Acid Reflux Medications May Improve Cancer Outcomes
According to the American Cancer Society one in four deaths in the United States is due to cancer. In 2014 alone it is estimated that there will be more than 1.6 million new cases of cancer diagnosed and over half a million deaths from cancer. This is a staggering number to confront but new research is looking into "repurposing" old medications to help wage this war against cancer.
This month some interesting developments have been published with regard to the use of some medications for acid reflux. In several studies acid reflux medications were associated with anti-cancer properties. This is a new area for acid reflux medications that may prove beneficial in the battle against various cancers not just those associated with untreated acid reflux disease.
Ecancermedicalscience published a paper this month about the antacid cimetidine. Cimetidine belongs to the class of drugs known as H2 blockers. Cimetidine and other H2 blockers work by blocking the histamine receptors in the acid producing cells of the stomach thus making the gastric contents less acidic. According to the research cimetidine also proved beneficial in colorectal and gastric cancer, melanoma, and renal cell carcinoma treatment (1).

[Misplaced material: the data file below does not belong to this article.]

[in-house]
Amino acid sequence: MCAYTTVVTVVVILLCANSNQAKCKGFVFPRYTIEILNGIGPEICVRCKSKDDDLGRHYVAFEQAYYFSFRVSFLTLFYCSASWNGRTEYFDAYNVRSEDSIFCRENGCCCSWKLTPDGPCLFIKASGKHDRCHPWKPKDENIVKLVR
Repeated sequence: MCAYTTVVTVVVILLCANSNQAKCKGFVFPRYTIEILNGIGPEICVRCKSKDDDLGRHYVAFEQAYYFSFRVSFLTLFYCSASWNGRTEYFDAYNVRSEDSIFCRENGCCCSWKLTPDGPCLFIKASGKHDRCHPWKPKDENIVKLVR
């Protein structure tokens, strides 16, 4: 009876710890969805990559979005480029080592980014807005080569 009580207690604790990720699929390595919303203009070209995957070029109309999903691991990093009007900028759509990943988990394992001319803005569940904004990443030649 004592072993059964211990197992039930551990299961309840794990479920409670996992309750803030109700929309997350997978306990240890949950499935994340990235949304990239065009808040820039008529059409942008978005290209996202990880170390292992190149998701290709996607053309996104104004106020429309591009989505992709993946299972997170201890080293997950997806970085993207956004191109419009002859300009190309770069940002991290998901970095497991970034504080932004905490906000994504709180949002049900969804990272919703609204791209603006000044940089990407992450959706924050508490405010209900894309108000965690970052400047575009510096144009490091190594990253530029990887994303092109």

Another promising study published in Cancer Prevention Research looked into the effects of both PPIs and H2 blockers in patients with head and neck squamous cell carcinoma (HNSCC). Those patients taking the PPI had a 45 percent decreased risk of death than the patients not on PPIs. H2 blockers were also associated with a 33 percent decreased risk of death than patients who were not on the medications (2).
While it is not clear exactly why PPIs and H2 blockers have this effect on cancer investigating the different mechanisms involved will likely be the next step for future research. Before these medications can be "repurposed" for cancer fighting more information is definitely needed but the implications are promising.
While it may be tempting, do not start a new medication or change your current medications without first consulting your physician. Only your physician can accurately asses the overall risk vs. benefit of a medication or any potential for damaging interactions with your current treatment.